Make sure you’re calibrated with your expectations. Not only will you avoid confusion or disappointment, but you’ll also avoid any financial surprises from someone spending WAAAAY too much.
Gift-Giving Strategies #3: Do the DIY Thang
So you’ve made your Christmas budget, but there doesn’t seem to be enough to go around. I’ve been there! In these moments, you can either trim the list, give smaller presents, or get creative.
DIY presents are a great way to give great gifts on a budget. And, no, they don’t need to look crafty or homemade.
- Consider making some DIY bath bombs, or DIY bath salts.
- These brownies in a jar are gorgeous and look delicious!
- And you can print and frame one of the gorgeous free art prints from the Home Beautifully resource collection. Done and done!
Browse Pinterest for some amazing ideas. Be sure, though, that the ingredients or supplies won’t end up costing an arm and a leg. Making DIY gifts in bulk could help spread the costs around!
Gift-Giving Strategies #4: Embrace the Four Gift Method
Buying presents for the kiddos can hit the budget hard. As a parent, it’s SO EASY to walk through the store and think “OMG, he would LOVE that.” (This happened to me just yesterday when I saw a monster truck on sale for $10. Yes, my son would have loved it. But, no, it wasn’t in the budget.)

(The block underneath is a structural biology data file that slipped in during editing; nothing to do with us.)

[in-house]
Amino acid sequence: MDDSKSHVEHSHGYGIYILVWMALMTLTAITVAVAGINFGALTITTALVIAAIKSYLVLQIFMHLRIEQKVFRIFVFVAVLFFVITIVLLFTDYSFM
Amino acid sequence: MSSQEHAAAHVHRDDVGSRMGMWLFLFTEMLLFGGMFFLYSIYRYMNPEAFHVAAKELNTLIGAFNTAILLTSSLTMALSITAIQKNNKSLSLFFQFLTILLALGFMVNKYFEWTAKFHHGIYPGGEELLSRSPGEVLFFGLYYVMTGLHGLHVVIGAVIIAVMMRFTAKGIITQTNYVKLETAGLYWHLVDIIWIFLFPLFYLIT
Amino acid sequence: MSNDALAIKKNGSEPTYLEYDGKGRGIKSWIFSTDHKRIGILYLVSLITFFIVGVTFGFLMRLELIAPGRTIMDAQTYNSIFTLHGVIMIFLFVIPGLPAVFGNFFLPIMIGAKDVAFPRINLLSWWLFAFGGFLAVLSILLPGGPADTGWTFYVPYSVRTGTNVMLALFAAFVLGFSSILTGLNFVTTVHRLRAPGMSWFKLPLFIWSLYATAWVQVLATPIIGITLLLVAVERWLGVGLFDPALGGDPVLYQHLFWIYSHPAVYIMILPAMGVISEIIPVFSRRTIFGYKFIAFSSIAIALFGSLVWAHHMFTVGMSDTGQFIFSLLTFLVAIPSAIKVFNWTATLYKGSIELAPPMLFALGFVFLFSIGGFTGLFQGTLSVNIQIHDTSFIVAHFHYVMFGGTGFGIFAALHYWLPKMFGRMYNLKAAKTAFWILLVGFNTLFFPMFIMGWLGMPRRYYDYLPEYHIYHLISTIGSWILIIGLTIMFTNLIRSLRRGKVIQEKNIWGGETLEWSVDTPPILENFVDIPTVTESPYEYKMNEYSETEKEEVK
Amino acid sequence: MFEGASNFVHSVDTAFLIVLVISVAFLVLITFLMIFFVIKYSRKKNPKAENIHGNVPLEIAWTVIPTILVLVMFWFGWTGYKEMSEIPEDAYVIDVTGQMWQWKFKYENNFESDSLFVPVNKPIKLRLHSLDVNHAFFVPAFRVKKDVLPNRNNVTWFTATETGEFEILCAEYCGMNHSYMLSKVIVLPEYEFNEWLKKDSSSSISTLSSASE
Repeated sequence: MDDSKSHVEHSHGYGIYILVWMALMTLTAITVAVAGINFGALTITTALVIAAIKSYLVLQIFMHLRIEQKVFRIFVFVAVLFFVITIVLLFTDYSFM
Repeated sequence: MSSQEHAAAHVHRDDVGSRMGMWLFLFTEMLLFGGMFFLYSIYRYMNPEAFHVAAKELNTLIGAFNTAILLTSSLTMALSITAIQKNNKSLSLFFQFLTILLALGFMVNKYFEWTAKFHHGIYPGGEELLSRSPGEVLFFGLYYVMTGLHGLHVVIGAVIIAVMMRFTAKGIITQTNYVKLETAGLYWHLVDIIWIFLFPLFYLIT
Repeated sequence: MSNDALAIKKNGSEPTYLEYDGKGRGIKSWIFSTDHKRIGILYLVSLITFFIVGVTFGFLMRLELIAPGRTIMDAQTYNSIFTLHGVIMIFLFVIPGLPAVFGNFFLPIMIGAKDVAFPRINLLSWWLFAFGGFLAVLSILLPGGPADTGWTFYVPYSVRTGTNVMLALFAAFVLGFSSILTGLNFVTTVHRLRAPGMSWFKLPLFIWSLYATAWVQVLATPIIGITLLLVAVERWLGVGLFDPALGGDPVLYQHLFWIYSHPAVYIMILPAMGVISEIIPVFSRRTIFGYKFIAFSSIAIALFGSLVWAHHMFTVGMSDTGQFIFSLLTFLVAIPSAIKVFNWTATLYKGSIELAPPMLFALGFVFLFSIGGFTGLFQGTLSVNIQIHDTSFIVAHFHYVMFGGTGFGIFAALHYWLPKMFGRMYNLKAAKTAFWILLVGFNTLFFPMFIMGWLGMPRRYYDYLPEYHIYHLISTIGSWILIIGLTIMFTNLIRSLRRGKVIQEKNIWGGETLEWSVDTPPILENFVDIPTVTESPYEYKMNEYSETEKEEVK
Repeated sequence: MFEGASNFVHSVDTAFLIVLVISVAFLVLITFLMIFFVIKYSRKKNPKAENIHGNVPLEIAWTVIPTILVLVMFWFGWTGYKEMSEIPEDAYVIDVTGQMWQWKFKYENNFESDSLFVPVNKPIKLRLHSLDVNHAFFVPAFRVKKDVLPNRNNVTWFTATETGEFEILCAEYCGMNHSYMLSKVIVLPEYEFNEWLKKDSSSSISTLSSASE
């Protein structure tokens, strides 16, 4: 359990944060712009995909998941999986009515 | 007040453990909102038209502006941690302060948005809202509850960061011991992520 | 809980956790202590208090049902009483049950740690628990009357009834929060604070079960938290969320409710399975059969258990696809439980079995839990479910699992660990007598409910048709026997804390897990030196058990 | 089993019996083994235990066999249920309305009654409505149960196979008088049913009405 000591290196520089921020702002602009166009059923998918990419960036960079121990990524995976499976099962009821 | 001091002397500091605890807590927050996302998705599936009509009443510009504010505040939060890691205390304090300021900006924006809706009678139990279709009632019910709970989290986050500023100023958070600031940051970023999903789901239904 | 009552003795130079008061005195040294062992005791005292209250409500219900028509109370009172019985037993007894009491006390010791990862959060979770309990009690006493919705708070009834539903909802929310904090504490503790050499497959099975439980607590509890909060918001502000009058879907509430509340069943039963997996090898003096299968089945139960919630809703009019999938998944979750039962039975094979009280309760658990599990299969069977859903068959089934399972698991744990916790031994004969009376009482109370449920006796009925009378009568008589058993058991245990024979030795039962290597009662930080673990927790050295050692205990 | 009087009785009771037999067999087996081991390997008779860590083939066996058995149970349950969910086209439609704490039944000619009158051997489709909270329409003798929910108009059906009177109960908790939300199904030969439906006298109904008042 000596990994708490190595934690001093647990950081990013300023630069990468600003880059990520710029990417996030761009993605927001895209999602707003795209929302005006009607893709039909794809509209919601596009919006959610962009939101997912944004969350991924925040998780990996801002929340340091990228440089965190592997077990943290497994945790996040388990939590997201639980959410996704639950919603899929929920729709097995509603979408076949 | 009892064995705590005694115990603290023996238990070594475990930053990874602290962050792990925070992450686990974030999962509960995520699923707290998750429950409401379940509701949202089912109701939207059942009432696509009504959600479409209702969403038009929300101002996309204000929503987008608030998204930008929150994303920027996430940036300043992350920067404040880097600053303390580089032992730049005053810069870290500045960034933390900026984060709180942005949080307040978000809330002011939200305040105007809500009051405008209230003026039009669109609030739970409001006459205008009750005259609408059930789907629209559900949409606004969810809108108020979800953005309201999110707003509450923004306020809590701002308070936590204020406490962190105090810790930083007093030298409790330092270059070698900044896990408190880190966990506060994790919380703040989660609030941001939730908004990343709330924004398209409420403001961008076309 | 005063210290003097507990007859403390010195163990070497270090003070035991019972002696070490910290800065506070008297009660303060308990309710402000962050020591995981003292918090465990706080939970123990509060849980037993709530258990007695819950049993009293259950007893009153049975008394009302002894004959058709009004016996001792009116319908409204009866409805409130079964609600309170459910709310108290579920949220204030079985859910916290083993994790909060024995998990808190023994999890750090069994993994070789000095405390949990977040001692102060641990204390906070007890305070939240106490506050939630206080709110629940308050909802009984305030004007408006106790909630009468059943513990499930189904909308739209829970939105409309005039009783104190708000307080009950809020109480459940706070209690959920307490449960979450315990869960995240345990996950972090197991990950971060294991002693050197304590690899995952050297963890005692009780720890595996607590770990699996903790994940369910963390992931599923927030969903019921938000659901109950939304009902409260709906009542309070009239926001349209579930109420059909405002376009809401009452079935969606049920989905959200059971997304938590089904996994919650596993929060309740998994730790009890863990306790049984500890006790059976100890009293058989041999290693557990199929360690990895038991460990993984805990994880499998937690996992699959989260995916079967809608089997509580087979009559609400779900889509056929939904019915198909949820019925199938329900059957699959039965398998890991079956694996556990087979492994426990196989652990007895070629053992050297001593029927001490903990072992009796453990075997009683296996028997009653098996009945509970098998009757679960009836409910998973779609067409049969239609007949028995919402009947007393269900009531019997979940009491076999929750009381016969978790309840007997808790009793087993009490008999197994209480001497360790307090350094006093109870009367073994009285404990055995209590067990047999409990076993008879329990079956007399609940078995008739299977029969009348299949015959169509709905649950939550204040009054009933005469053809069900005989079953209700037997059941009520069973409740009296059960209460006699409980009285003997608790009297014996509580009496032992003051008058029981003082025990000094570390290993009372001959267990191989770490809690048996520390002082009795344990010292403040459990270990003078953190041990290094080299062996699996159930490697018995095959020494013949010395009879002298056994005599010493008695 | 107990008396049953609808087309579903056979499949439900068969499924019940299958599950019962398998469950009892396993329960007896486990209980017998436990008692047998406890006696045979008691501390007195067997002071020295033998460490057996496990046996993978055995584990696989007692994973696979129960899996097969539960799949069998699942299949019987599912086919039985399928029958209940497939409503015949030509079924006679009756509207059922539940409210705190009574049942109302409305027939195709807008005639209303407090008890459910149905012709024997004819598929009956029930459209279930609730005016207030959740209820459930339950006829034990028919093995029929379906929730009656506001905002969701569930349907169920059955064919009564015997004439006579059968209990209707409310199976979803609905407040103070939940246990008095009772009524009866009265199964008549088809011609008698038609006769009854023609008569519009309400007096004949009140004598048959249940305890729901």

The four gift rule goes like this: want, need, wear, read.
For each kid, they get four presents. Something he wants, something he needs, something to wear, and something to read. The four gift rule offers a way for parents to put boundaries around gift giving in a way that hits children’s wants and needs. Plus, the rule is flexible to the family’s budget.
Gift-Giving Strategies #5: Recommend Secret Santa
Have a huge family with lots and lots of nieces and nephews? You might consider recommending having the family practice being Secret Santas this year.
Each family member is responsible for buying one present for another family member or two. Instead of buying presents for everyone, you only buy a few! Before spreading Secret Santa responsibilities, agree on a price limit.
Deciding to delegate secret Santas is a great way to limit stress — less presents to buy! Plus, it helps keep everyone on a budget.